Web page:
Douwe Osinga's Blog: The Need for Crap

Saturday, October 30, 2004

The Need for Crap

Switzerland is one of the more expensive countries, even if Ikeas Billies are relatively cheap, or at least that is what most foreigners living here would tell you. Ask the Swiss and they tend to relativate it: Switzerland is more expensive may be than other countries but the sutff you get is of higher quality, so it all evens out. Of course they're wrong.

Not so much about the quality of things, quality is probably higher for most things (though not for the falafel, which is worse than usual and way more expensive) but sometimes you don't need higher quality stuff, in some situations crappy stuff will just do the trick and more importantly cheap and crappy things keep the prices of quality in check.

There are a couple of Swiss ADSL providers who are all very reliable, I'm sure, but they are also all a lot more expensive than at home where prices start under 10 euro's a month (here it's more like 40). So the cheap service at home is a lot worse and probably lacks almost all support, if that's all I need, I should be able to order it. And it keeps the better guys on their toes; they realize they have to keep up quality or else people will just settle for the cheaper stuff.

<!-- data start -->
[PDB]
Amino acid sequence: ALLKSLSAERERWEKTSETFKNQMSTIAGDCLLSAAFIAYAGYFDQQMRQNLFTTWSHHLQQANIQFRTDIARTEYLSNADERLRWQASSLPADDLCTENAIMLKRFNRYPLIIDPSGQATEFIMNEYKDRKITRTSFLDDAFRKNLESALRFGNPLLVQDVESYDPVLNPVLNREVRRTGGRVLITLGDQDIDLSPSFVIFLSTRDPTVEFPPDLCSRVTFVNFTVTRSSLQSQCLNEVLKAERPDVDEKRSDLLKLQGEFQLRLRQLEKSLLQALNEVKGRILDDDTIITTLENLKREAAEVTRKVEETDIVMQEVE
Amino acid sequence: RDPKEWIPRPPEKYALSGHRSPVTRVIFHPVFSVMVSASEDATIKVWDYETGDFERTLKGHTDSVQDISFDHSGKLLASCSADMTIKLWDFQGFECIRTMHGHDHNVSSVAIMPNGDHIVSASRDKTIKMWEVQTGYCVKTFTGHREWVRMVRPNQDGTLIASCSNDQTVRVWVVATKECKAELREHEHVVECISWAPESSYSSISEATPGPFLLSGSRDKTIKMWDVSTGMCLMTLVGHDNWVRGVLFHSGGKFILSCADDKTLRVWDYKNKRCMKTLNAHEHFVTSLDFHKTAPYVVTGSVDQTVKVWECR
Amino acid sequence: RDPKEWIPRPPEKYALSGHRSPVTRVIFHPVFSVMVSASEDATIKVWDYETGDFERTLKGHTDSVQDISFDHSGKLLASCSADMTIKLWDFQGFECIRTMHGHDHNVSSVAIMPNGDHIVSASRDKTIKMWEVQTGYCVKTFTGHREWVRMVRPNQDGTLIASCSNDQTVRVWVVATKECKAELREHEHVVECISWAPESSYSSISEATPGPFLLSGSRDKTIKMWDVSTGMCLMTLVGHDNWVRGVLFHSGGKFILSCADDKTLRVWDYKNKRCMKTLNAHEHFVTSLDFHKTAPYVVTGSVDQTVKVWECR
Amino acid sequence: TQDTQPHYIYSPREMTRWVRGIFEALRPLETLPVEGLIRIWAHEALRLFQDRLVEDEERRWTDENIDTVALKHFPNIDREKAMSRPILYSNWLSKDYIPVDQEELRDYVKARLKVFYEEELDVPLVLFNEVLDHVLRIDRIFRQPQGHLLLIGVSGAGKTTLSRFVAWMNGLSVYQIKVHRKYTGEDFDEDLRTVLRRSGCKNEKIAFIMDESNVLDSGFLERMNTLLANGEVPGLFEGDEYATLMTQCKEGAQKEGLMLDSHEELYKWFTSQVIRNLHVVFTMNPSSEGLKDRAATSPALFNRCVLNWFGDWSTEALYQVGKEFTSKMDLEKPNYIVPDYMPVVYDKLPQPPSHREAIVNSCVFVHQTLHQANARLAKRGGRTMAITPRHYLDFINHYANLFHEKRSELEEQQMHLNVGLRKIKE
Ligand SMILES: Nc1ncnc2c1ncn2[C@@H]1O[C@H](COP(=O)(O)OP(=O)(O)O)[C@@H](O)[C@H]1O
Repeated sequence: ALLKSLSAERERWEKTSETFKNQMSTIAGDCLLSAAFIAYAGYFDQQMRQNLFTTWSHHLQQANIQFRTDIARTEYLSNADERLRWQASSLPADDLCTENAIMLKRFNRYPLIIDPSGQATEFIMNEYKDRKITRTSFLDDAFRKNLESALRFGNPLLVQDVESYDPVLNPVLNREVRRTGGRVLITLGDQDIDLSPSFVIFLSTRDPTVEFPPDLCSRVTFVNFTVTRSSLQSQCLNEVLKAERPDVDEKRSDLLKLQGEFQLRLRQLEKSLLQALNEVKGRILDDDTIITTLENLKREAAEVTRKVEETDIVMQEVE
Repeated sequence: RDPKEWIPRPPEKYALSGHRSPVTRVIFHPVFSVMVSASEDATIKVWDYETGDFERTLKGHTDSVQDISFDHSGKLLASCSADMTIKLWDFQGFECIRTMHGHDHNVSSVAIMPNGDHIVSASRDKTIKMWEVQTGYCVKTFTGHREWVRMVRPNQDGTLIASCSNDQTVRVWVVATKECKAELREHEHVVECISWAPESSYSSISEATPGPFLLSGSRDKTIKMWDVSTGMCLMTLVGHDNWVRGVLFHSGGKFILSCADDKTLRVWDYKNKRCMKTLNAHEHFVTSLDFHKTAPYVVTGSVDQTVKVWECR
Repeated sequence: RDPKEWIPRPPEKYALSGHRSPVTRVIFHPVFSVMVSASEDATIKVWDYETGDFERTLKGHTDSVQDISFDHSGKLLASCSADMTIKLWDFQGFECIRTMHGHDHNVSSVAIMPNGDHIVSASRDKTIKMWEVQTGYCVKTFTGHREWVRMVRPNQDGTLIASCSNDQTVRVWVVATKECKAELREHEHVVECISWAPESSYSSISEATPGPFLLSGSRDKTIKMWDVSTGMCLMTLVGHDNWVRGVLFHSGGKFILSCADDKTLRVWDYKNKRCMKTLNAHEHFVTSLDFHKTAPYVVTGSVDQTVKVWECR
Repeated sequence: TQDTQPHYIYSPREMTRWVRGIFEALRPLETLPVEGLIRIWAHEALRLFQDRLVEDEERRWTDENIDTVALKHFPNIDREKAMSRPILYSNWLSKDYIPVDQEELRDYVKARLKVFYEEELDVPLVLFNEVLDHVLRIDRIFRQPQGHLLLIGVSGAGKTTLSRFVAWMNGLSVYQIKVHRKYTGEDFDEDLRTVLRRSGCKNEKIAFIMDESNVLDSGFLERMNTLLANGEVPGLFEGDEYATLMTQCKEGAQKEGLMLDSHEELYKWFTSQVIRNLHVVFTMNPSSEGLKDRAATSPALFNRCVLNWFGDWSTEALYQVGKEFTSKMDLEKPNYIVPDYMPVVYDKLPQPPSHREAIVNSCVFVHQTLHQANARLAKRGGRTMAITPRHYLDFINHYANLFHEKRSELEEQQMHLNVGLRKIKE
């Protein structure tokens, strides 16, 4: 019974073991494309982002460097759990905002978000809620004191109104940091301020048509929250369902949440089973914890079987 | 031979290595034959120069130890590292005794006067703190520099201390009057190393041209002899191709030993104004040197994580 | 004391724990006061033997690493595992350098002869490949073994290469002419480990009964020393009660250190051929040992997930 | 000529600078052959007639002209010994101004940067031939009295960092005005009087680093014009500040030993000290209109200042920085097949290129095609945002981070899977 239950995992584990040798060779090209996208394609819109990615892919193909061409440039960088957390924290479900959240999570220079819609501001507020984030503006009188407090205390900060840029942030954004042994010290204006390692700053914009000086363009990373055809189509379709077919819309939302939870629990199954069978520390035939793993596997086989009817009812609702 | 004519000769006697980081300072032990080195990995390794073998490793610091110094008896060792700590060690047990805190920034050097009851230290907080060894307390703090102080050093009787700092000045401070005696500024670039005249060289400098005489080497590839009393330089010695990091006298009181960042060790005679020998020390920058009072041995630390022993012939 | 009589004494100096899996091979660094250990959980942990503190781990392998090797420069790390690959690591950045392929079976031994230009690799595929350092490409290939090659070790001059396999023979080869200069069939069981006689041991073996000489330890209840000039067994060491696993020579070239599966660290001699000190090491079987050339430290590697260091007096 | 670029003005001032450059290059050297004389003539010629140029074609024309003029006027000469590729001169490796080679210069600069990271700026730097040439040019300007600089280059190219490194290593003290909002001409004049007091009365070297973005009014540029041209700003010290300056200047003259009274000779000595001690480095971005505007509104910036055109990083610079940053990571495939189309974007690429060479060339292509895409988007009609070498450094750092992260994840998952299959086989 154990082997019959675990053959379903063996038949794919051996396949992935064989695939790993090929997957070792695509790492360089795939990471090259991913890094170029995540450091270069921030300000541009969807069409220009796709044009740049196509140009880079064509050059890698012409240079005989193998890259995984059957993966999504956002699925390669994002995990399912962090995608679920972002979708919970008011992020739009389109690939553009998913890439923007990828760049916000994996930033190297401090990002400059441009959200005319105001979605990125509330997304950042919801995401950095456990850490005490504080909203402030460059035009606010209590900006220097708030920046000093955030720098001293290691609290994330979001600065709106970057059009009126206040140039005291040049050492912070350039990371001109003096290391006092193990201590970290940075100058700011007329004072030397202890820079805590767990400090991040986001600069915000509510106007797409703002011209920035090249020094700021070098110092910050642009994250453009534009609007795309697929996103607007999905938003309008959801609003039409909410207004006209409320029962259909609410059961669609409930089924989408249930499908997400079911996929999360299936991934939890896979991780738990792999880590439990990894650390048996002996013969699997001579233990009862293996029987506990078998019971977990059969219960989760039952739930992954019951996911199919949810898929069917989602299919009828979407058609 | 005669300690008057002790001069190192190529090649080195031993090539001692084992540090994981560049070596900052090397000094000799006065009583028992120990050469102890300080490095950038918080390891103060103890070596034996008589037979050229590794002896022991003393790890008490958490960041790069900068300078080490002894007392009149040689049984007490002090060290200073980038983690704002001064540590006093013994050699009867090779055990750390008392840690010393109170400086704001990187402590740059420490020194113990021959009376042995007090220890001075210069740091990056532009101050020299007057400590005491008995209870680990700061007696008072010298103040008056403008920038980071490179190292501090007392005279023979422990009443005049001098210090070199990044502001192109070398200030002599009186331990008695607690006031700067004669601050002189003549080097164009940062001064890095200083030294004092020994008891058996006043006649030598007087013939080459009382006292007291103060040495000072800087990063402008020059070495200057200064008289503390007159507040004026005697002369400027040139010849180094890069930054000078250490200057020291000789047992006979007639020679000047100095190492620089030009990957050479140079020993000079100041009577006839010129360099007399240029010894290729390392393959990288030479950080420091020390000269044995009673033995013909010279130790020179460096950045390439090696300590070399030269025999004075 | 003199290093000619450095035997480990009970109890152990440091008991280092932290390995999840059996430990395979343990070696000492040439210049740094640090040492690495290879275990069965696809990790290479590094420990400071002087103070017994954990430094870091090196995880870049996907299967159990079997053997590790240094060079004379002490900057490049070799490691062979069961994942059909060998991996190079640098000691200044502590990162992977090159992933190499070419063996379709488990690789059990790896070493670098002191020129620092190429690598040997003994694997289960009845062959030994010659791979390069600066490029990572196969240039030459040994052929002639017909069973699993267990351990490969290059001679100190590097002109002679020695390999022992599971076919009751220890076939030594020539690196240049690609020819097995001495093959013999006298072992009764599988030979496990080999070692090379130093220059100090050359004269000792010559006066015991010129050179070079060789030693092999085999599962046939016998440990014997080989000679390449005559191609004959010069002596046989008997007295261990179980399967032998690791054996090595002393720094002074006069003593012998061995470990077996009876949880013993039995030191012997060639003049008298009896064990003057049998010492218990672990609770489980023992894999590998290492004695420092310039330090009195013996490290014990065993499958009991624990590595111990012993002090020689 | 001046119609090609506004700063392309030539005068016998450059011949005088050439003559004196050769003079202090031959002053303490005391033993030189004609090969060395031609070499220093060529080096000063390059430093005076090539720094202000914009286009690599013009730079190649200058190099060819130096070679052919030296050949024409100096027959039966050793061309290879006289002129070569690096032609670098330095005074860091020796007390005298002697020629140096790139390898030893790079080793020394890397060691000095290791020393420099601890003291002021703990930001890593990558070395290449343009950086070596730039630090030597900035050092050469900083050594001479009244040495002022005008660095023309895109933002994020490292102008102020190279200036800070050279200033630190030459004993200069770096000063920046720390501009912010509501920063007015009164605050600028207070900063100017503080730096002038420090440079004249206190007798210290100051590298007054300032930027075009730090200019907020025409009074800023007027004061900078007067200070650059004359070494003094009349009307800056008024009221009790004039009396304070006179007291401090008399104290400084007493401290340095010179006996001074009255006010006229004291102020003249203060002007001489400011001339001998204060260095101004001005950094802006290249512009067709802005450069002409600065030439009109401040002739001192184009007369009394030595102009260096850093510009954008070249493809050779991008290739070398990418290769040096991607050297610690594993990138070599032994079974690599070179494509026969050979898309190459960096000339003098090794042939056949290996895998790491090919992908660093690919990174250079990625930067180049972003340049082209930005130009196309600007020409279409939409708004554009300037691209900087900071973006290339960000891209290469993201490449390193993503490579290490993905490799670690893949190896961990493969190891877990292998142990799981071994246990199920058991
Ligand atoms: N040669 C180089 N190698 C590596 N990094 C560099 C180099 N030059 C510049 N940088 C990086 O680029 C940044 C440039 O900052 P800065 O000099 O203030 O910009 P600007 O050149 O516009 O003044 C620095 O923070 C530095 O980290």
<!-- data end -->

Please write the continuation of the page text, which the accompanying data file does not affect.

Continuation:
In Hong-Kong and the US (and belately some European countries too), there is a huge variety of suppliers for most things; you can get very cheap food on the street or spend a fortune on haute cuisine (yes, even in the US). Some of my Swiss friends say that it just makes life more complicated and the Swiss system where decisions are made for you is much easier; you pay what's asked and can expect reasonable quality.

Of course it only makes life easier for you if you have the money. If you don't you might have chosen for something of less quality. Europeans sometimes talk about Walmart of a place where only the American poor go and where the poor have to put up with all the cheap crap the huge corporation imports from China. The other side is of course that without Walmart (and say only the Migros, Switzerlands largest supermarket) the poor don't have as much buying power.

Forced quality is yet another tax on the poor. Economist sometimes compensate the income of countries for their price levels; poor countries are often cheaper so their (lower) income buys them relatively more. It makes the poor countries seem less poor. It'd be interesting to do the same exercise with the buying power not of the average person, but of the average poor person; the poor in the US might suddenly appear to be less poor compared to the European poor.